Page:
Wednesday, May 2, 2012

10 reasons why The Hunger Games is NOT the new Star Wars

This blog claims no ownership of these images.

1. Star Wars was a surprise success.  It almost went bankrupt because nobody believed in it before it happened.  The Hunger Games movie had huge expectations on its shoulders because of the immensely popular books.

2. The Hunger Games movie was a drastically abridged version of the book, leaving out many key details of the story, whereas Star Wars was written as a movie originally.  Star Wars embraced the story-telling medium of our day and found tremendous success that resonated with millions of fans.

By contrast, The Hunger Games is akin to Harry Potter in that it builds off of an existing fan base to capitalize on the popularity of a series of books.  This does not diminish the power of the story in the books, but rather it completely changes the way in which the movie is received and embraced.

3. The Force in Star Wars gives the audience a sense of mystery and wanting to believe in a higher power, but The Hunger Games relies on Katniss' human skills and luck.  While little girls might go out and learn to shoot a bow and arrow, they won't go home and attempt to levitate their beds with their minds.  This inherently limits the transcendence of the story of The Hunger Games.

4. Star Wars' appeal skews male, and The Hunger Games' appeal seems to skew mixed or female.  While this may seem unimportant, Star Wars launched in the middle of a gender role-reversal in our country.  It gave young boys hope for a brave, courageous, and autonomous future.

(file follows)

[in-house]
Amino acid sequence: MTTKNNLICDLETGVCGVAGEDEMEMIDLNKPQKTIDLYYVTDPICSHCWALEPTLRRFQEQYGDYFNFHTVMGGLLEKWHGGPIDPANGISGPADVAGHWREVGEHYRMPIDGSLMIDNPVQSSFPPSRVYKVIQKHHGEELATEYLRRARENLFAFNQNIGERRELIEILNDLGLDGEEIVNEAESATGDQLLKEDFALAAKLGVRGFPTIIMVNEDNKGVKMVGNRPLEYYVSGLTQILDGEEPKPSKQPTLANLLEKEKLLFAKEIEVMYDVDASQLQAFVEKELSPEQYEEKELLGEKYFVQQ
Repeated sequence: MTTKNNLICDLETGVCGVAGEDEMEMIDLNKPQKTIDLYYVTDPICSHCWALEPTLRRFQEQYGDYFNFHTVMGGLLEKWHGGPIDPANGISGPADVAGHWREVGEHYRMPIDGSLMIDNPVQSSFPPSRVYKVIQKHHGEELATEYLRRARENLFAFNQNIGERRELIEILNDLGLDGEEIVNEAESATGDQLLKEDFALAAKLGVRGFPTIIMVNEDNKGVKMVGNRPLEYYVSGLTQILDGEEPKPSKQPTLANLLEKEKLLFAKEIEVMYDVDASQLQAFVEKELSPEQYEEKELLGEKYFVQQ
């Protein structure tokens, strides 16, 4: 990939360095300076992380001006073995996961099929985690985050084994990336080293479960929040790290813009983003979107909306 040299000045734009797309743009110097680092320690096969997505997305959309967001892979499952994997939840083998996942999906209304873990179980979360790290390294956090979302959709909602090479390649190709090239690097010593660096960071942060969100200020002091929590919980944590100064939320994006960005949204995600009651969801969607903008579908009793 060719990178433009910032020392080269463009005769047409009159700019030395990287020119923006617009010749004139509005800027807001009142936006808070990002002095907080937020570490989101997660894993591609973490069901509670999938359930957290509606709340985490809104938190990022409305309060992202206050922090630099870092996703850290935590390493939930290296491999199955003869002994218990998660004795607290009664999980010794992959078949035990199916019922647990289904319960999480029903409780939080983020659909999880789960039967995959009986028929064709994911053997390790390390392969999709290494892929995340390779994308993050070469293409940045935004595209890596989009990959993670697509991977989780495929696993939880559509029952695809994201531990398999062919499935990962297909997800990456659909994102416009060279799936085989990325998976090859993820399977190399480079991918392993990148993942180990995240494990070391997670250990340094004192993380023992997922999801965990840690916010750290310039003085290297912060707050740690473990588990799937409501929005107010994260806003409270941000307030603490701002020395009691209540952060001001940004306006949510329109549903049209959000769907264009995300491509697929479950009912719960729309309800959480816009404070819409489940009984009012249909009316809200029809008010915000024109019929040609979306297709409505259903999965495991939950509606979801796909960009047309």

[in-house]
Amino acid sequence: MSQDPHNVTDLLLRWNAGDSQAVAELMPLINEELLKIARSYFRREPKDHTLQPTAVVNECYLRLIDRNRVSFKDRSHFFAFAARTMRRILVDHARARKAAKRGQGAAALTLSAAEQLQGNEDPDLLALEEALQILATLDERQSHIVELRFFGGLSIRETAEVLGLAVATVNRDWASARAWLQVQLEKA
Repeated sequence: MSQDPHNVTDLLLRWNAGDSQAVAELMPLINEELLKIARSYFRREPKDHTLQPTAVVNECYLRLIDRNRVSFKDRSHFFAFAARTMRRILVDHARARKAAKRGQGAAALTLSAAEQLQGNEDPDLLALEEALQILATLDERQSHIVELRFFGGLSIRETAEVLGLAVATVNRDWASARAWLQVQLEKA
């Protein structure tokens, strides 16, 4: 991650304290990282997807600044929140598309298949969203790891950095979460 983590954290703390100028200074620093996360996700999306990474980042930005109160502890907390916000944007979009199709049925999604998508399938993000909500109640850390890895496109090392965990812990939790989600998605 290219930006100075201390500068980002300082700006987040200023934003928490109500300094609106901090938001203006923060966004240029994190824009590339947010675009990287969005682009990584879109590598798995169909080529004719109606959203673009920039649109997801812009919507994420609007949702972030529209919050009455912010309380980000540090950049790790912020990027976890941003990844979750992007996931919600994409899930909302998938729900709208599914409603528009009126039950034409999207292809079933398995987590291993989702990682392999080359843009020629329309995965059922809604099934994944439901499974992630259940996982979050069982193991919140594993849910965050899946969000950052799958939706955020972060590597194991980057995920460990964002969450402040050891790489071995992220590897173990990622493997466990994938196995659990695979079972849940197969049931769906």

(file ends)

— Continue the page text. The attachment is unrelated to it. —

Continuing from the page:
As we enter an age where women are on pace to out-earn men, a strong female heroin plays into the direction our society is heading, not against it, making it a consumable product, not a counter-cultural statement.

5. The Hunger Games exists in a less dualistic universe than Star Wars.  While the elements of good and evil are fairly easily identifiable in Star Wars, even the heroes in The Hunger Games have pretty significant demons, not the least of which being that some of them are former child killers.

6. The expansive universe of Star Wars leaves room for everyone to imagine him/herself in it.  Some choose to imagine embracing the unbridled power of the Sith, while others channel feelings of rebellion towards hoping to battle unjust oppressors.  Both rebels and imperial sympathizers come in nearly every shape, color, and size imaginable.  In The Hunger Games, out of shape and disabled characters don't usually last very long.

7. Star Wars has stood the test of time.  The Hunger Games series is very popular right now, but our society becomes attention-fatigued much more quickly these days.  It remains to be seen if people will be clamoring over Hunger Games lunchboxes and action figures at conventions in 30 years.  If anything, that possibility seems rather doubtful.

8. Luke Skywalker eagerly embraces his destiny early in his story, whereas Katniss bemoans hers for virtually the entire series.  Luke is a hero.  Katniss is a heroic survivor.

9. Darth Vader experiences redemption, but Snow and Coin both experience judgment.  This further reinforces the idea that The Hunger Games characters endured and survived a horror, whereas the Star Wars characters triumphed and made a bold statement about the nature of the universe in the process.

10. Having been set in the past in a distant galaxy, Star Wars serves as a reminder that good and right always win out over darkness.  The Hunger Games, set in a post-apocalyptic future, depict bleak times ahead, after which small seeds of hope might not get trampled.

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